While growers want high yields and test weights, millers need large kernels that produce more flour and less bran and other byproducts. The baking industry’s needs are entirely dependent on the end product since different strengths of flour lend themselves best to different types of breads.
“Hard red winter wheat, which is what we mainly breed and grow here in Kansas, is mostly used for production of pan bread, or sandwich loaf bread,” said Becky Miller, director of the Wheat Quality Laboratory at K-State. “That’s what our wheats have been selected for.”
The baking industry needs a broad spectrum of wheat strengths from weak to average to strong, according to Miller. Having different strengths available allows millers to blend flours for specific end uses – a weaker flour for pizza crust or tortillas, or a stronger flour for products like French bread.
“In the past, we have had some very strong, excellent bread baking quality wheats,” Miller said. “Those varieties are no longer being widely grown; they’ve sort of aged out. And so our newer varieties have tended to fall more in the average range.”
But after testing 1863 in her wheat quality lab multiple times in recent years, Miller believes it promises higher-quality baking traits.
“1863 meets the quality needs of producers, millers and bakers,” she said, “while at the same time carrying on the tradition and quality of the K-State wheat breeding program.”
Development of New Wheat Variety Takes Years
While the new hard red winter wheat, 1863 is just being released this year, the work of breeding it actually began quite some time ago.
“It takes about 10 to 12 years from the time we make a cross until we release a variety,” said Kansas State University wheat breeder, Allan Fritz. “So 1863 is a cross that was made in 2002.”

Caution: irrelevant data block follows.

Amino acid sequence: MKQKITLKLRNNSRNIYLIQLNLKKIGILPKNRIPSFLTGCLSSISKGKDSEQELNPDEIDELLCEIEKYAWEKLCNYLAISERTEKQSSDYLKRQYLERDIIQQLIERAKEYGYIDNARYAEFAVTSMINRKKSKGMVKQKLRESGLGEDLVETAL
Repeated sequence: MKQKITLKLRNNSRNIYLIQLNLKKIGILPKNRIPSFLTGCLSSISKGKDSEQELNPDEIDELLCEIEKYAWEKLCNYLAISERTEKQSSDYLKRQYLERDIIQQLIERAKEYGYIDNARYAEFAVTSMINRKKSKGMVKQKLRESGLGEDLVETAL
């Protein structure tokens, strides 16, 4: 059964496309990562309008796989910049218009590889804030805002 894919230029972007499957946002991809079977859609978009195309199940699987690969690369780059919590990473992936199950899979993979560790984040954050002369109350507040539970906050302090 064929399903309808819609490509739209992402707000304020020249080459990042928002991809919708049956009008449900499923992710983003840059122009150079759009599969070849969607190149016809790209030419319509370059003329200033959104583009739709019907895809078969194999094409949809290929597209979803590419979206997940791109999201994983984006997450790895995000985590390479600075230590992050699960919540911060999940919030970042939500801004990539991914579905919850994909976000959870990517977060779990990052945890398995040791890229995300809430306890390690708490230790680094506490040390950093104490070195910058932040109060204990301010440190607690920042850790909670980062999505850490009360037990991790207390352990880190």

As Fritz described it, wheat breeding has three broad objectives: high yield, protection of yield, or resistance to diseases, and quality. Breeders cross different varieties, cultivate them in greenhouses, and eventually plant them in locations throughout the state.
“We see how they perform in those different environments and assess whether each one has the strength to allow it to be a successful variety in Kansas,” he said.
Fritz and the other breeders make selections each year for disease resistance, yield and plant type maturity. Along the way, they send samples to be tested by Becky Miller, director of Kansas State’s wheat quality lab.
About five years from initial crossing by the breeders, Miller receives small samples of about 100 grams, or one cup of wheat, enough to test protein content and kernel hardness and size and dough strength, among other traits. The results go back to the breeders, who eliminate the low quality varieties.
After another five years, Miller receives 1,000-gram samples, enough to do test baking.
“Then I cut the loaves open and I read the grain,” she said. “We do a certain bake test to make a particular structure in the grain, and then I can read it like a book and see if it was a weak or strong dough just by how the cells in the crumb are aligned.”
After 10 years of testing, including testing by the Wheat Quality Council, the 1863 variety was approved for release this year and named in honor of the year K-State was founded.
“We test it long enough we’re comfortable that when we put it out in the field, it’s not going to have a failure for producers,” Fritz said. “We want to help producers make money, so we need to be comfortable that we’ve seen it in about every situation and environment, at least to the degree that we can.”